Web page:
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Blogging for Freedom on Saudi Arabia's National Day

Saudi Arabia marks its National Day on September 23. While this is usually a day people celebrate the monarchy more than the country itself, the previous two national days were different. Saudis, with the use of social networks and blogs, had the chance to express themselves freely – blogging their hopes for a nation which respects and embraces its people and their aspirations.

Writer and Doctor, Bader Al-Ibrahim wrote:

The carnival celebration is not enough to reinforce the national sense of belonging in the absence of a popular memory, a joint identity and institutions sponsoring citizenship.

Jordanian Human Rights Defender, Fadi Al-Qadi, tweeted:

Abdullah Al-Hamed and his fellows in ACPRA are spending the Saudi national day in prisons. One of their charges is “impeding development” while the ruler's charge is “impeding humanity”.

Writer Abdullah Al-Malki tweeted:

On our national day, we remember ACPRA, Al-Hamed, Al-Qahtani, Al-Bjadi, Tawfeeq Al-Amer, Al-Mnasif and Jeddah reformists and everyone who struggled for this country to reform and prosper. Peace be upon you.

While Eman Al-Qaffas noted:

Whoever thinks loving your country necessitates loving your government is a person who does not love the country.

And Rehab Al-Hamdan added:

People are more aware now. Empty words don't fool them anymore.

Many bloggers shared their thoughts on the national day from different perspectives.

Sultan Al-Amer, writer and blogger, wrote from an Arab nationalist point of view:

إن تاريخنا “القومي” كعرب ليس محصورا بحدود الدولة السعودية وتاريخها.
إن تاريخنا القومي هو تاريخ الشعوب الممتدة من الخليج إلى المحيط وليس تاريخ الأنظمة فقط.
وإن معنى “الوطن” لا يمكن الاحتفال به قبل تجسيده كحقوق سياسية وحريات.
وإن الأنظمة الحاكمة تستطيع بسهولة أن تبني شرعية متينة إذا تحولت إلى أنظمة مدافعة ومنحازة لقضايا أمتها ومستجيبة لآمالها وتطلعاتها.

Our national history as Arabs is not restricted by the borders and history of Saudi Arabia. Our national history is that of the people living between the Gulf and the [Atlantic] ocean not the history of regimes only. The meaning of “a country” cannot be celebrated until it is embodied by political rights and freedoms. The ruling regimes can easily build a strong legitimacy if they start defending and siding with their people's causes and responding to their hopes and aspirations.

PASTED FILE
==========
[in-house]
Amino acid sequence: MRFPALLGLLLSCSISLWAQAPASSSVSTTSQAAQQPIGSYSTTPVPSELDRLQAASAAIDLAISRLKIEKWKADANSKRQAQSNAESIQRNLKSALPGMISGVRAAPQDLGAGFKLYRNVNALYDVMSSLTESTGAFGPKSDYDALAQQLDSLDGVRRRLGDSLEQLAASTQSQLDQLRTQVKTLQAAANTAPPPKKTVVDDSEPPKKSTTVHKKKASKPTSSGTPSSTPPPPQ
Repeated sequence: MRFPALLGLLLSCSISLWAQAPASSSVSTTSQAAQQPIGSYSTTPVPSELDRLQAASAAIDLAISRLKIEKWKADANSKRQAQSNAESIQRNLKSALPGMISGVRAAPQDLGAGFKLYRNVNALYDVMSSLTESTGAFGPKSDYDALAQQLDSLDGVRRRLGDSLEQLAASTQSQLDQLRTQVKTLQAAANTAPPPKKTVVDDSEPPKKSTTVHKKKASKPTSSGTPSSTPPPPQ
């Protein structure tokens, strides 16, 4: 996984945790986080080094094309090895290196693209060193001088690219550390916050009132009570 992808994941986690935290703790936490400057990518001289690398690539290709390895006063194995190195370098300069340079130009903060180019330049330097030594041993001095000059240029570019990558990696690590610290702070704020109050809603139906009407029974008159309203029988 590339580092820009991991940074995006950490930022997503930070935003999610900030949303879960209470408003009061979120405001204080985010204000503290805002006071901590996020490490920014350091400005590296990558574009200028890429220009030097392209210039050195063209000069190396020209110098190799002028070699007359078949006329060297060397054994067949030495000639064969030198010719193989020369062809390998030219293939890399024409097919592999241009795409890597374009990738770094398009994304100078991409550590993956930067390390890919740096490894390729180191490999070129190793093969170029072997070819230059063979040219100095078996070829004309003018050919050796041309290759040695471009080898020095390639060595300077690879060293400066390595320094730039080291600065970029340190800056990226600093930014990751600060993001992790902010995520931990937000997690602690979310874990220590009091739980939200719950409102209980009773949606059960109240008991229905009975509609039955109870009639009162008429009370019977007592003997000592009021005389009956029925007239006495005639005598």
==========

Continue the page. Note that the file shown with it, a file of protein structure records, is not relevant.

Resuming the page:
While another nationalist journalist and writer, Abdullah Al-Duhailan, blogged criticizing two types of people. One is the intellectual elites who refuse to celebrate such a day until all political and civil demands are met. The other is the majority of the people who respond to media's propaganda and celebrate certain people instead of the country itself.

The families of detainees saw this day as a chance to raise awareness about their cause. Anonymous advocacy groups @e3teqal [arrest] and @almonaseron [the supporters] called for several small protests that took place mainly in Buraiydah.

From the women's protest in Buraydah

From the women's protest in Buraiydah

Tires were burnt in non-residential areas with posters next to them demanding the release of the detainees. And a meeting was held in Buraiydah where relatives of detainees met and discussed the possible ways to support the detainees. The family of Abdulkarim Al-Khuder, imprisoned ACPRA member, were among a few families who had their houses surrounded by police cars for hanging pictures of their detained loved ones.

Mahdi Al-Zahir, an activist from Qatif, tweeted:

I would like to celebrate the national day. But my brother is detained, my cousin is detained, my friend is detained, even my neighbor is detained.

And The Saudi Civil and Political Rights Association (ACPRA) published a statement [ar] calling for the release of all prisoners of conscience and for a national dialogue between the government and elected representatives of the people as equals.

وإن هذا الشعب كباقي الشعوب فيه من هو مستعد للنضال السلمي للوصول للحقوق المشروعة والسجون لن تكفي فكلما سجن فوج جاء فوج آخر … فأما الحكومات وأحيانا الدول تتغير وتبقى الشعوب.

There are persons in this nation, like any other, who are willing to continue the peaceful struggle until their legitimate demands are met. Prisons will not be enough. Every time a group is imprisoned, another group will come out… Governments, and sometimes countries, change, but the people remain.

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